- Center for Financial Studies (CFS) (18) (remove)
- The merit of high-frequency data in portfolio allocation (2011)
- This paper addresses the open debate about the usefulness of high-frequency (HF) data in large-scale portfolio allocation. Daily covariances are estimated based on HF data of the S&P 500 universe employing a blocked realized kernel estimator. We propose forecasting covariance matrices using a multi-scale spectral decomposition where volatilities, correlation eigenvalues and eigenvectors evolve on different frequencies. In an extensive out-of-sample forecasting study, we show that the proposed approach yields less risky and more diversified portfolio allocations as prevailing methods employing daily data. These performance gains hold over longer horizons than previous studies have shown.
- Capturing the zero: a new class of zero-augmented distributions and multiplicative error processes (2011)
- We propose a novel approach to model serially dependent positive-valued variables which realize a non-trivial proportion of zero outcomes. This is a typical phenomenon in financial time series observed at high frequencies, such as cumulated trading volumes. We introduce a flexible point-mass mixture distribution and develop a semiparametric specification test explicitly tailored for such distributions. Moreover, we propose a new type of multiplicative error model (MEM) based on a zero-augmented distribution, which incorporates an autoregressive binary choice component and thus captures the (potentially different) dynamics of both zero occurrences and of strictly positive realizations. Applying the proposed model to high-frequency cumulated trading volumes of both liquid and illiquid NYSE stocks, we show that the model captures the dynamic and distributional properties of the data well and is able to correctly predict future distributions.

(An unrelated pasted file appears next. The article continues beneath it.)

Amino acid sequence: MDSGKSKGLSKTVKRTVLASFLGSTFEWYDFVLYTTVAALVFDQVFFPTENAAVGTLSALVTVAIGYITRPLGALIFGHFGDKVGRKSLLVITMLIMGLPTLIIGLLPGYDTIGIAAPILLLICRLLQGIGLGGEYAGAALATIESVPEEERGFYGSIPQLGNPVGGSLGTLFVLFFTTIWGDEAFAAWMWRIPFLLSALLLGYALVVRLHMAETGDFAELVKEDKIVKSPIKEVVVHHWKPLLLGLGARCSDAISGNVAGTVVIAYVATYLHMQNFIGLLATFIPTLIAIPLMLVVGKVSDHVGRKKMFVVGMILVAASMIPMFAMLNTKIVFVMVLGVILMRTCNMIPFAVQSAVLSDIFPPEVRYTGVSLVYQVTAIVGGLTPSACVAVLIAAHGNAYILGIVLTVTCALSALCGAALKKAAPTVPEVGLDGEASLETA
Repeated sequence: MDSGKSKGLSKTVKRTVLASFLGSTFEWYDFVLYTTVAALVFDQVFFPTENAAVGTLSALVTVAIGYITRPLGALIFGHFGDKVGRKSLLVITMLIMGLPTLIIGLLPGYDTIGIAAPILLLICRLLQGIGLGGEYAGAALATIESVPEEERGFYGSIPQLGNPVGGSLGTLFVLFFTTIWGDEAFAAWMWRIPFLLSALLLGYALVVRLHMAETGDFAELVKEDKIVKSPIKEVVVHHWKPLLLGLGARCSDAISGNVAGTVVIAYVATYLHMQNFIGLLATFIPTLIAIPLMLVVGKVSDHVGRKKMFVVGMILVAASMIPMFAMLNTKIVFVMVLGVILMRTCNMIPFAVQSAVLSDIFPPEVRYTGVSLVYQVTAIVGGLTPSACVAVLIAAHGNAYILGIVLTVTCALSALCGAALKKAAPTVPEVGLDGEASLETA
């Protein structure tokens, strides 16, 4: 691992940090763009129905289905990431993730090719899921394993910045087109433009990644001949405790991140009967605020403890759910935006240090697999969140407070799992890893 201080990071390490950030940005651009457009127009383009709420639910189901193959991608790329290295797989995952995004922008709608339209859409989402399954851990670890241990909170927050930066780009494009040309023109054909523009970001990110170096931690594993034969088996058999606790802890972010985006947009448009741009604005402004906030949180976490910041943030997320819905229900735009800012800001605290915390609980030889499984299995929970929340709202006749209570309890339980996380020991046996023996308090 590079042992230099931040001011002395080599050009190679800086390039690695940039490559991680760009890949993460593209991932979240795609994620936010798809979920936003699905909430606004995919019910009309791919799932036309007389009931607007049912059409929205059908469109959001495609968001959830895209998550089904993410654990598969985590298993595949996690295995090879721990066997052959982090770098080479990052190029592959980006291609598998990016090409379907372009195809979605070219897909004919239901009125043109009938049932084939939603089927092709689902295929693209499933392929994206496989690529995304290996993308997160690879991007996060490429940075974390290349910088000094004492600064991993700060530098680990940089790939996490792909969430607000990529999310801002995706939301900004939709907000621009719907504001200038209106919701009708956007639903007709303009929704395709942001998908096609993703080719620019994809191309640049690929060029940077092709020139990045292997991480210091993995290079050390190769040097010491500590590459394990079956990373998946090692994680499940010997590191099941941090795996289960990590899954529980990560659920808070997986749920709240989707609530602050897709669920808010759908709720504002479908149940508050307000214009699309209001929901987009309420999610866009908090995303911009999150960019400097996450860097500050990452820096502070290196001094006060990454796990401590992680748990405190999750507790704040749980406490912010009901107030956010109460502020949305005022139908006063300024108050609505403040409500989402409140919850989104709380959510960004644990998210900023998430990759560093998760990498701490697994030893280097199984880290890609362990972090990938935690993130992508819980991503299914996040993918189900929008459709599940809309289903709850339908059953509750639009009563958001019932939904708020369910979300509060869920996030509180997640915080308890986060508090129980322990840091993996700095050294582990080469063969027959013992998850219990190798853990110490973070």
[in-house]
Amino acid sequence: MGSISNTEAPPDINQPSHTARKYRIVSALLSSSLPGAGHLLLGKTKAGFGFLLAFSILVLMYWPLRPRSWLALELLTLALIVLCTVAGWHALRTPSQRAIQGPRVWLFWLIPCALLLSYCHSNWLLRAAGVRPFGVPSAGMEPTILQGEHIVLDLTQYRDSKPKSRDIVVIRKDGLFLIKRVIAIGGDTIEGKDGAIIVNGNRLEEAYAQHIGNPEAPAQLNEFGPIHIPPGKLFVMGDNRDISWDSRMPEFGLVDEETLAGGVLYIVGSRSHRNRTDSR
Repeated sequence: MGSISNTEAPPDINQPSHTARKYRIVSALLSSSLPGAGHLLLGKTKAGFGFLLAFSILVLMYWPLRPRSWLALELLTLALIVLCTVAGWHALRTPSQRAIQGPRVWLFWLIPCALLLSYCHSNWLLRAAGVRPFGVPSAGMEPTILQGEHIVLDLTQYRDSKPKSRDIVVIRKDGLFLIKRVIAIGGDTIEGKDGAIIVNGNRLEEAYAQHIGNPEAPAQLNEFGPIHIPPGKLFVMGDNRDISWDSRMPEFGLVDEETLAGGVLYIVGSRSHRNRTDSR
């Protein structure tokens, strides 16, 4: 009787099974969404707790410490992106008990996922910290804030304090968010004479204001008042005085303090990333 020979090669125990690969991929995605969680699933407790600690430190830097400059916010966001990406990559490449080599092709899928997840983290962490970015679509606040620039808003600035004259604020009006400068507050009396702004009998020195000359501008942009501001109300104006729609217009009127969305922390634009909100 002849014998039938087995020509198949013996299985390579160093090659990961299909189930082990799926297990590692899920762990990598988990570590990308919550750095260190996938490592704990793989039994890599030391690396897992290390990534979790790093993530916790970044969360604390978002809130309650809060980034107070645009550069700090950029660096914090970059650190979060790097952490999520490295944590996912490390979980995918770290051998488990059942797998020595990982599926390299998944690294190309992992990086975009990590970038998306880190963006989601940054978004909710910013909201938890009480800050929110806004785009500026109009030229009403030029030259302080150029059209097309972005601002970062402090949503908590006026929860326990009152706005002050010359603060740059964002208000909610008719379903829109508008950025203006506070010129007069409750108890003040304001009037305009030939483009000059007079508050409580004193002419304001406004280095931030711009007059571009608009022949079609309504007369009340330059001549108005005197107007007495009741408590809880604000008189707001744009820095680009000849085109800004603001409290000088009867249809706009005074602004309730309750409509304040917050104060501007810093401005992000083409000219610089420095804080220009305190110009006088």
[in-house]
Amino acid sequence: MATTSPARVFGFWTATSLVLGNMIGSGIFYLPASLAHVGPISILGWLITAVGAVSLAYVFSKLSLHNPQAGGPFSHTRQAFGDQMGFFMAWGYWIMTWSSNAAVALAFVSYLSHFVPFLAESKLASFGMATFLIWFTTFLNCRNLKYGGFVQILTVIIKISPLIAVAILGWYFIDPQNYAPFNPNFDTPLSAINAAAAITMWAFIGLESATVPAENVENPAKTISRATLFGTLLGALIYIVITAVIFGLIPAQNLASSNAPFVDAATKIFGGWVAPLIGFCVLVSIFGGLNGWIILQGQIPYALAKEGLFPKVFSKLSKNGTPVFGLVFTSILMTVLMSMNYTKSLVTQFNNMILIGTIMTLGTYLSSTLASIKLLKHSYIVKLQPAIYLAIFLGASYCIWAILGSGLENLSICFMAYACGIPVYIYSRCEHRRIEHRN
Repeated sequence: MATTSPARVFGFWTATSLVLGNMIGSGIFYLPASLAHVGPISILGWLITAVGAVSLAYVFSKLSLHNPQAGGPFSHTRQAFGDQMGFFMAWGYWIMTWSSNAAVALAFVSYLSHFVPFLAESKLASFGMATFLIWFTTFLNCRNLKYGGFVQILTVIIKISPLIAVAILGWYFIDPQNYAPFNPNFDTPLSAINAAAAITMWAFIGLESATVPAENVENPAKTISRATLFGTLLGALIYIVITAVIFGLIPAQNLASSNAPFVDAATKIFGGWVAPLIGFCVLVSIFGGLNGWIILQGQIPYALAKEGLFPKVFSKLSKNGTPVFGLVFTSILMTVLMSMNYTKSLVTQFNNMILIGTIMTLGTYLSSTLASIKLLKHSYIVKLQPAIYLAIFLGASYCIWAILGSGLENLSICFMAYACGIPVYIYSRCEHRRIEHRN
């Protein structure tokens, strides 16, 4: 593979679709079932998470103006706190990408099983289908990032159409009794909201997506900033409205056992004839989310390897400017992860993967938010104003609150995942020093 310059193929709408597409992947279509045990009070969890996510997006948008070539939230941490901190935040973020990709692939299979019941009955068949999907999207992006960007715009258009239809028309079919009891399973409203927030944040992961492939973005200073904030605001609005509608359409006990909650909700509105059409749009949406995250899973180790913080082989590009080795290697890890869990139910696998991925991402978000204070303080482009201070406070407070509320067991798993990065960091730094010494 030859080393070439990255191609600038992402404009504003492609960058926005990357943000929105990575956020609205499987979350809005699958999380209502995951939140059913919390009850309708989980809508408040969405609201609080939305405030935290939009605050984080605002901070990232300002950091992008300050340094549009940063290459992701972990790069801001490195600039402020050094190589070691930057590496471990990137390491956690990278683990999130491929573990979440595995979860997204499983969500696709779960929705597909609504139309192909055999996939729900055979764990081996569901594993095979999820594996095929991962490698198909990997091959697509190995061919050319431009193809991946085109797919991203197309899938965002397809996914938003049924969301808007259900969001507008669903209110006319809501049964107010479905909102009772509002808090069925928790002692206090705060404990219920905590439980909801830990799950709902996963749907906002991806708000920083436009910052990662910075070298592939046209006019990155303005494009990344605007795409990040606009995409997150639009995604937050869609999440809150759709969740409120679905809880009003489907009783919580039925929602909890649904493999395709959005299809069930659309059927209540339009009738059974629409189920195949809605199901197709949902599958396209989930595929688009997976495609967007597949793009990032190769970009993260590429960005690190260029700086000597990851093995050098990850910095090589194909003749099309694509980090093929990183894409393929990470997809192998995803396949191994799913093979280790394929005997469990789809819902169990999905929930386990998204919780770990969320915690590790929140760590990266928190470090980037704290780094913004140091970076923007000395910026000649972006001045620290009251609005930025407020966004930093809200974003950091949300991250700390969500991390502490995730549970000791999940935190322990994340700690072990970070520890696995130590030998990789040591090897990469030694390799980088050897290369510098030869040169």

- On the dark side of the market: identifying and analyzing hidden order placements (2012)
- Trading under limited pre-trade transparency becomes increasingly popular on financial markets. We provide first evidence on traders’ use of (completely) hidden orders which might be placed even inside of the (displayed) bid-ask spread. Employing TotalView-ITCH data on order messages at NASDAQ, we propose a simple method to conduct statistical inference on the location of hidden depth and to test economic hypotheses. Analyzing a wide cross-section of stocks, we show that market conditions reflected by the (visible) bid-ask spread, (visible) depth, recent price movements and trading signals significantly affect the aggressiveness of ’dark’ liquidity supply and thus the ’hidden spread’. Our evidence suggests that traders balance hidden order placements to (i) compete for the provision of (hidden) liquidity and (ii) protect themselves against adverse selection, front-running as well as ’hidden order detection strategies’ used by high-frequency traders. Accordingly, our results show that hidden liquidity locations are predictable given the observable state of the market.
- Copula-based dynamic conditional correlation multiplicative error processes : [Version 18 April 2013] (2013)